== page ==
What is Elastic collisions: Definition and 117 Discussions
An elastic collision is an encounter between two bodies in which the total kinetic energy of the two bodies remains the same. In an ideal, perfectly elastic collision, there is no net conversion of kinetic energy into other forms such as heat, noise, or potential energy.
During the collision of small objects, kinetic energy is first converted to potential energy associated with a repulsive or attractive force between the particles (when the particles move against this force, i.e. the angle between the force and the relative velocity is obtuse), then this potential energy is converted back to kinetic energy (when the particles move with this force, i.e. the angle between the force and the relative velocity is acute).
Collisions of atoms are elastic, for example Rutherford backscattering.
A useful special case of elastic collision is when the two bodies have equal mass, in which case they will simply exchange their momenta.
The molecules—as distinct from atoms—of a gas or liquid rarely experience perfectly elastic collisions because kinetic energy is exchanged between the molecules’ translational motion and their internal degrees of freedom with each collision. At any instant, half the collisions are, to a varying extent, inelastic collisions (the pair possesses less kinetic energy in their translational motions after the collision than before), and half could be described as “super-elastic” (possessing more kinetic energy after the collision than before). Averaged across the entire sample, molecular collisions can be regarded as essentially elastic as long as Planck's law forbids black-body photons to carry away energy from the system.
In the case of macroscopic bodies, perfectly elastic collisions are an ideal never fully realized, but approximated by the interactions of objects such as billiard balls.
When considering energies, possible rotational energy before and/or after a collision may also play a role.
Teacher described the Thomson scattering effect through the lens of the electric field changing as a moving particle is accelerated. The changing electric field of the electron accelerating carries with it an amount of energy, and this energy radiates out from the acceleration event. (there were...
The speed of the block after the nth collision is
$$ V_n=(2e)^n*v_0 $$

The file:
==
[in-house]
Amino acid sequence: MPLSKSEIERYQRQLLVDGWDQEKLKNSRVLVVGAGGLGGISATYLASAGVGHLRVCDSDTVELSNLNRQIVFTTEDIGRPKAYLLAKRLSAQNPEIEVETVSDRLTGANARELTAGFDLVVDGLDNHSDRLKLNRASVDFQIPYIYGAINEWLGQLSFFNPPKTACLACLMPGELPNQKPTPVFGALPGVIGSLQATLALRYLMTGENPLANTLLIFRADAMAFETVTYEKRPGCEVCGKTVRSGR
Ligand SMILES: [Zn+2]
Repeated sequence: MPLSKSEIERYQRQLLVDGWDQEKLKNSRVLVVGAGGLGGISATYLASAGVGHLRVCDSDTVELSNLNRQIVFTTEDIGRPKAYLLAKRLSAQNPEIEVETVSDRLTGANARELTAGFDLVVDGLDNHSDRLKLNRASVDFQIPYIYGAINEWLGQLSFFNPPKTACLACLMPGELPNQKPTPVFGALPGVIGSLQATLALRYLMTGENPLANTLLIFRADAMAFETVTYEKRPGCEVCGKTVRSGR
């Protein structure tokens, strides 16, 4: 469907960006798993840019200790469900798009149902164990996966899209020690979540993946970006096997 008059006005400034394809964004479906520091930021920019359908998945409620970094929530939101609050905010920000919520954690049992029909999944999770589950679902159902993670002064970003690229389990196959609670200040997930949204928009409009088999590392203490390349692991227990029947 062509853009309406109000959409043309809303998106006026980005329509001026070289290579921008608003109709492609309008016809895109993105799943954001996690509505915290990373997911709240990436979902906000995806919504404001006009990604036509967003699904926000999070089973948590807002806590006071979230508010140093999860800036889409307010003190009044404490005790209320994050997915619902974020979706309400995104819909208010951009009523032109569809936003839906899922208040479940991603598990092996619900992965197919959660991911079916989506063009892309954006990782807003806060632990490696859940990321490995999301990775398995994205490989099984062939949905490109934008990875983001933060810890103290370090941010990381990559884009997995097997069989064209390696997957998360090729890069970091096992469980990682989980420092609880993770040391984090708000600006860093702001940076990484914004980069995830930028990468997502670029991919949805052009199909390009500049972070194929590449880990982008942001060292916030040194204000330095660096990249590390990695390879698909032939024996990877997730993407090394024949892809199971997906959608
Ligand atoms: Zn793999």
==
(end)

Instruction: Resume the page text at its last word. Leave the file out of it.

By conservation of energy the block travels a distance $$V_n^2/(2ug)$$ on the nth bounce. So the total distance is
$$ d=1/(2ug)∗(v_0^2+(2ev_0)^2...) $$
$$ d=1/(2ug)∗(v_0^2/(1−4e^2)) $$
$$ d=1/(2ug)∗(v_0^2∗M^2/(M^2−4m^2))...
After simplifying the equations, I got:
m1(v1-v1') = m2v2' (momentum) and
m1(v1-v1')(v1+v1') = m2v2'^2 (kinetic energy)
From there, I'm not sure what to do. I referred to a textbook and it said to divide the energy equation by the momentum equation (the simplified versions) and then do a...
I tried solving it using this method and I got 12.5m/s, and assumed the collision was elastic.
The answer is actually 6.32m/s [41.5 degrees counterclockwise from the original direction of the first ball]; the collision is not elastic: Ek = 12.1J Ek`= 10.2J
I have absolutely no idea how the...
Part (iii) is the part I am stuck on and is a 5 mark question. I have some idea of how to attempt it shown below
momentum is conserved so mux = mvy + mvz
(where ux is the initial velocity before the collision of ball x, vy is the velocity after the collision of ball y and vz is the velocity...
Homework Statement
My problem has two parts.
1) We have two point masses ##m,M##. and there is another mass ##m_1## between them.They are all aligned in a line. Mass ##M## is moving with speed ##u_1## toward ##m_1## and after collision and all other masses are not moving. we want to find...
Homework Statement
in the attached file
Homework Equations
Momemtum = mass - velocity
The Attempt at a Solution
I solved it E. Since object 2 has the larger mass, the effect is less and will move backwards a little bit.